Although they are only mini-games, they can be considered as the latest technology for us at the time. Instead of a physical media these are all played online on a web browser using Unity 3D engine and are multiplayer. For modeling and animation we used Blender, a free opensource graphics software. Many of the textures were painted in Blender as well and finalized in Photoshop.
Next, are some concepts I made before the actual production.
First, I was just exploring the concept of a 3D board game, how it would look like in perspective, trying to find out problems that I could face later on like confused path, or things hidden form the viewer. I had to always keep in mind that these were for young children.
Next I was looking for how much I could push complexity on the path and amount of "houses" (landing places) for the board. My intention was to also use dices, because that is also part of the math subject that the student would be learning in class at this period. At this stage you can also see that I started to use some type of color identification on each house. These would represent the type of question the student would be asked.
So here is how the challenge would be presented. Instead of just adding up (math) the amount acquired of the 3 dices, the student would chose the sequence he would use the 3 dices. For example, the student threw the dices and got 3,2 and 2. If he has more ability in sciences, the could chose to use first one of the dices that had the value of 2 if that will help him to land on a house that is represented by the color of sciences. Later he can chose if it will use the dice of 2 again or the 3 and so on. So there is also strategy that will be used during the game play. On the final version of the game, there were also black colored houses that would be a surprise subject.
On the following image I represented the final look and feel of the game. You can see I chose the theme and the color pallet. Sketches like these were not supposed to look exactly like the final game just a general idea. Since I did at least 10 different variations of these in one day, not much care was used in the perspective or texture details, they should be done really fast. The first two images above were done in Blender, although it is a 3D software, it is amazingly fast to model, so for just basic layout, trying out different points of view it is a indispensable tool.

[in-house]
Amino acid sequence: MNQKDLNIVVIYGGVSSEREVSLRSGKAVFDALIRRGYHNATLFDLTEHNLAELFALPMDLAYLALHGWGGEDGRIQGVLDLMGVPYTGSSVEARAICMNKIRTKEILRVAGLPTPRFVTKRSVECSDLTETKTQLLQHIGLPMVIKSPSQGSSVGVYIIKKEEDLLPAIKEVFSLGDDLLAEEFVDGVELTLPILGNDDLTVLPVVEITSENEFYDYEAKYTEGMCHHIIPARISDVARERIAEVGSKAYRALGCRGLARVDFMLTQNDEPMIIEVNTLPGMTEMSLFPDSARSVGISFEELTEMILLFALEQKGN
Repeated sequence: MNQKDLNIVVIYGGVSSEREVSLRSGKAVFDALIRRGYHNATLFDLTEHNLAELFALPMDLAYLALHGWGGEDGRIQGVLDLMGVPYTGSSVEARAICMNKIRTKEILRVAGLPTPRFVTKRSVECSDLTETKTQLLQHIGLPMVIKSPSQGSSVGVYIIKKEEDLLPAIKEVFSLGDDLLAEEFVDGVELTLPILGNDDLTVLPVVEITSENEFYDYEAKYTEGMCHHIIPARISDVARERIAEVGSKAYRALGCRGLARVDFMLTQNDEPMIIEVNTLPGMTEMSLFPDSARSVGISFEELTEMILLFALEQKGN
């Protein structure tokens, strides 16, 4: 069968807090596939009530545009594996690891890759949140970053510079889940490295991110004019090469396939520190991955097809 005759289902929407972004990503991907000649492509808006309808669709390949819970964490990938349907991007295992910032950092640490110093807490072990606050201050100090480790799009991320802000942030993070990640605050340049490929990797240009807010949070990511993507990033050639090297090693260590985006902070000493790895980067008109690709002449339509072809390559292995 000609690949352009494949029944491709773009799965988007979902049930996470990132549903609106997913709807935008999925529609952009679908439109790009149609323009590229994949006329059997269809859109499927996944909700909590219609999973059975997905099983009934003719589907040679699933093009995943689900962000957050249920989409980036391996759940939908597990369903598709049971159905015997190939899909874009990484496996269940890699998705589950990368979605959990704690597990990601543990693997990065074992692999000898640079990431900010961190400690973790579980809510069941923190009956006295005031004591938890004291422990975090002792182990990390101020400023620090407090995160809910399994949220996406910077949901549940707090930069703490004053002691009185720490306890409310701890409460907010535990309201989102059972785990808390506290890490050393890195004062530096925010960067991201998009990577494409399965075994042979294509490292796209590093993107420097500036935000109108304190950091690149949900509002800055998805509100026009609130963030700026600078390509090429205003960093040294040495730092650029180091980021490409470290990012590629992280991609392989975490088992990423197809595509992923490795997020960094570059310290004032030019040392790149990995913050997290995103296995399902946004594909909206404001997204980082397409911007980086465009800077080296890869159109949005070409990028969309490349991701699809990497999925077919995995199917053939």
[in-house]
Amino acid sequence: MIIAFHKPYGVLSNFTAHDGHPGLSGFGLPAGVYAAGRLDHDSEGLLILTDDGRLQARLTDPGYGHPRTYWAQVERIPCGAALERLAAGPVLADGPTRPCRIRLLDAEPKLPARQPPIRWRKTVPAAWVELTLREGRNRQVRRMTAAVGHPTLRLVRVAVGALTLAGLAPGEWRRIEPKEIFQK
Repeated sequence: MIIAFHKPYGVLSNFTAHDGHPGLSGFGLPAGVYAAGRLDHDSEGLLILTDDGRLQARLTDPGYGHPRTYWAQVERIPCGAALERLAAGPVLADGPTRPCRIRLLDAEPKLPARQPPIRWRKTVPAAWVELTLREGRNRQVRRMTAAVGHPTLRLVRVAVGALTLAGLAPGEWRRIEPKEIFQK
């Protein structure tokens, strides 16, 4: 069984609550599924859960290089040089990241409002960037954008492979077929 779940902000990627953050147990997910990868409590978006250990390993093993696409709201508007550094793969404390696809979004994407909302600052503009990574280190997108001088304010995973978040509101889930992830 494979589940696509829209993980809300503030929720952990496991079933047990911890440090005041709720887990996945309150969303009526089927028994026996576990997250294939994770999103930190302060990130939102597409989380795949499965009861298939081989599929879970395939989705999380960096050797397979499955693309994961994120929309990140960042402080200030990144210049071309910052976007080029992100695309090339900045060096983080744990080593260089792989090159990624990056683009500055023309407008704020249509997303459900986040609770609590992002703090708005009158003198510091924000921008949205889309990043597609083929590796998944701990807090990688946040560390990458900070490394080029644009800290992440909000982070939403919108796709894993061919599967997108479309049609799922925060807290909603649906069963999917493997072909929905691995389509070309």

These sketches now are for the sand tracks race. Since these were all 3d games, I used Blender again to try out how the track would look in a perspective, its width, how the user would perceive it all.
This sketch I called something like high tech track, who knows, maybe this classic game here in Brazil should look more futuristic... how would kids from the future play this on a Space Station ? Maybe they could even have Storm Troopers uniforms for school? :-)
Actually the test was for trying out if I could just model some basic building blocks and make many different tracks from these. Who knows? Maybe even a procedural build track, that a new one could be generated on every game play?
Then I got melodramatic and decided to go back to the old sand box style track. Remember, the time to get crazy idea is now, when you're just doing concepts. It is better to try something silly and then give up on it now than later on the production process when there is not a whole team working in it. Specially if there are programmers involved, they hate changes :-).
Now I went to sketches in Photoshop where I'm starting to define color pallets and some basic GUI (graphical user interface ) layout.
The more refined and revised GUI layout. You can see on this one that I had also checked to see how the GUI would adjust to different screen aspect ratios, that is what the subtle darker bands are for on each side of the image. The smaller area is a 4:3 (letter box) aspect ratio found on older TVs and computer monitors and the wider one is 16:9 (HD video standard) found on more modern LCD monitors or some smart phones and tablets.